Angola is a nation on the western coast of southern Africa. Originally occupied by Portugal, battling for independence, which didn’t come until 1975, and then embroiled in a violent civil war that didn’t end until 2002, it’s an embattled country and not the cheeriest of places. But it also happens to be home to a youth underground turning to an unlikely outlet for hope: death metal. If that sounds like a fascinating subject worth exploring, you’re not alone, and it’s the topic of Jeremy Xido’s excellent new documentary Death Metal Angola.
Home to vast natural resource reserves, this is a nation that’s dealt with colonialism, slavery, and brutal war, all within a relatively recent time frame, and may be the least likely place you’d ever think you’d find a death metal music festival. Xido’s film, however, chronicles the efforts of two people, with help from a ton more as you would expect, to stage the Angola’s first ever such event. And the folks behind this are just as unlikely as the concert itself.
Sonia Ferreira runs an orphanage Huambo, caring for more than 50 boys of varying ages. Easy going and laid back on the surface, there’s a fierceness that runs below that calm, motherly exterior. You only see glimpses of it, but when she tells stories, her strength and resolve become increasingly clear. For instance, during the civil war, when the city was under siege, she gathered the kids all together, found a plane, and took them away to wait out the danger. Along the way, a mother even gave Sonia her son so he would be safe. She recounts this event as if it’s no big deal, just a matter of fact occurrence, focusing more on how the kids were excited to be on a plane rather than the very real danger they were in.
While Death Metal Angola could very easily be a story of the ravages and consequences of war, it is, largely because of Sonia’s efforts, hopeful and bursting with life. There’s never any wallowing or self-pity, even in dire circumstances and in the face of crushing odds, and this falls into the subcategory of movies that chronicle the healing and uniting power of music that certainly appears to be universal, or at least damn near.
A music lover, along with her boyfriend Wilker, Sonia cares for these boys, encouraging them to express themselves, and it just so happens that the brutal, churning rhythms and blast beats of death metal fits the bill just perfectly. Sonia and Wilker’s attempt to stage Angola’s first outdoor death metal fest is a herculean task in itself, and one that you’re never sure is going to be successful or not. This forms the core of the film, and is also the primary source of tension. Other people enter and exit the film, as do other themes and story threads—one scene of Sonia interviewing a young boy who has just been dropped off at the orphanage is especially haunting—but these are the ones that carry throughout.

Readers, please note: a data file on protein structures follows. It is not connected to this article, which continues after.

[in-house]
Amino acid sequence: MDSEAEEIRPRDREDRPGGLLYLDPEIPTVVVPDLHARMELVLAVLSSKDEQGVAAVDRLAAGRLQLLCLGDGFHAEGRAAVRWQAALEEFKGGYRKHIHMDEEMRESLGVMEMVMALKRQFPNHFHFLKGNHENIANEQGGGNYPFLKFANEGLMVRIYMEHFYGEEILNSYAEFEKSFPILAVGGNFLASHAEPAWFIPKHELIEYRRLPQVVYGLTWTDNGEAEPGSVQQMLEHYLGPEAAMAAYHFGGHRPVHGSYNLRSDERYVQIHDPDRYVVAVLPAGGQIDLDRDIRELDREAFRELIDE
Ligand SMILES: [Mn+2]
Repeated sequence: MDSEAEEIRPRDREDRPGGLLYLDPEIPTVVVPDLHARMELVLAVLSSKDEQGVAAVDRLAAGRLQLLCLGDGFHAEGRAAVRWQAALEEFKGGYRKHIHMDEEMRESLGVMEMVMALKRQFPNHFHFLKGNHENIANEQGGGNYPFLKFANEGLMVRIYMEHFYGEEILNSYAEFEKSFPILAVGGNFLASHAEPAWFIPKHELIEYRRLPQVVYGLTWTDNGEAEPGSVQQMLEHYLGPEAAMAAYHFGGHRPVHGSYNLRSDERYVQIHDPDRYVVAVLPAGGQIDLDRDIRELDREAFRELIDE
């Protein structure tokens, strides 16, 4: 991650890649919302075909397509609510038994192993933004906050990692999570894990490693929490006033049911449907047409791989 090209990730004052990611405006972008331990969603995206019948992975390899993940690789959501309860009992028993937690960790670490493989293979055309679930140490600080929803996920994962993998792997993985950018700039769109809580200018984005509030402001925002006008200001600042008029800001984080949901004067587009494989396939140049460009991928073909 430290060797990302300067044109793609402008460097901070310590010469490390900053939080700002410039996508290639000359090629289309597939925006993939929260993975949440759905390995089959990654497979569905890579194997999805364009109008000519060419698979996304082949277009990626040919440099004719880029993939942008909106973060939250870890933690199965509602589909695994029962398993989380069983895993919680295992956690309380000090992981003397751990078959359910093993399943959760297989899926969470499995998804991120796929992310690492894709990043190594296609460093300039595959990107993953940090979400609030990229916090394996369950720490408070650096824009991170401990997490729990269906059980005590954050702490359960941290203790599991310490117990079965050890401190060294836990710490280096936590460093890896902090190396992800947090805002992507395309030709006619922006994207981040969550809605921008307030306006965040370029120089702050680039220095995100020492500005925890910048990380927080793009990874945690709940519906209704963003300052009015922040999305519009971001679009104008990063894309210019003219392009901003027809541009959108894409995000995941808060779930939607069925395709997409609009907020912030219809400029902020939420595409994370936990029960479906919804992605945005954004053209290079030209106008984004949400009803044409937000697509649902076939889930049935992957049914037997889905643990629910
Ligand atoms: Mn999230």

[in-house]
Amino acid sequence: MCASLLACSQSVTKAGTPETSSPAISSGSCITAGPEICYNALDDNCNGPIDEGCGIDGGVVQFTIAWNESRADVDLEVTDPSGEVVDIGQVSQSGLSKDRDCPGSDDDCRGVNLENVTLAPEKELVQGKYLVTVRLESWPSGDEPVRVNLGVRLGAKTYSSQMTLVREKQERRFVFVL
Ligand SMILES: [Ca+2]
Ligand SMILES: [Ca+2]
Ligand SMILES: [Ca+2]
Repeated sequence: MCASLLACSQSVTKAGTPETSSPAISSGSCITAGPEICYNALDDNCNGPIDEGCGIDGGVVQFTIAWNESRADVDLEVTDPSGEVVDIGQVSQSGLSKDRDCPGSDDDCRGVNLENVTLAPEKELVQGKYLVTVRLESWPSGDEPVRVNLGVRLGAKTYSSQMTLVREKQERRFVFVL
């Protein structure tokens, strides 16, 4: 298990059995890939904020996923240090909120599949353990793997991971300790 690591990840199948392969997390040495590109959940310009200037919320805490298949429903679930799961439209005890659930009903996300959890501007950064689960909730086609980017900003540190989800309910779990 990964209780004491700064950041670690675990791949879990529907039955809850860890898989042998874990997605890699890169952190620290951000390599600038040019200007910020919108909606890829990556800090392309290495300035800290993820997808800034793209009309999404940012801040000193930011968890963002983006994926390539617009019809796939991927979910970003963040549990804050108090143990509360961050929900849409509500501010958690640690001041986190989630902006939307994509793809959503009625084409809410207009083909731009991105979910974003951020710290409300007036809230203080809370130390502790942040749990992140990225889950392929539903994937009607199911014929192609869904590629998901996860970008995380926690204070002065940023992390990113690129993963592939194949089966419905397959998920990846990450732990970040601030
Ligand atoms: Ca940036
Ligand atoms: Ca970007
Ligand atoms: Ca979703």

This is really a quiet, intimate film, despite the obvious volume of the subject matter, and Xido is content to be a fly on the wall, with his camera recording everything. Title cards give you the historical and cultural context, but beyond that, there’s not much looking into the past. You get a picture of the current state of the underground death metal and hardcore scene in Angola, both in Huambo and elsewhere, but Death Metal Angola is more interested in showing it as it exists rather than exploring how it came to be and developed. All of that is handled in a single scene or two.
Though music here is depicted as a means of expression and community building as opposed to carrying any political agenda, you get the impression that its very existence is makes it so, even in a minor way. As with everywhere in the world, music means different things to different participants, and Xido gives each viewpoint equal time. He shows you this scene and lets you make of it what you will, satisfied to watch and observe as these kids attempt to rebuild a culture that was all but annihilated in the war.
You’ve seen documentaries about the true transformative power of music before, but never one quite like this. Upbeat, sweet, and energetic as all hell, Death Metal Angola does exactly what you want out of a documentary, illuminating a corner of the world you’ve never seen and shows you why you should care. It could have used a few more musical scenes, but this is still way more fun and optimistic than you expect a movie about a war-ravaged region of the world to be. Even angry music about blood and death can be hopeful given the right setting.
Death Metal Angola is now available on iTunes and hits VOD shortly.
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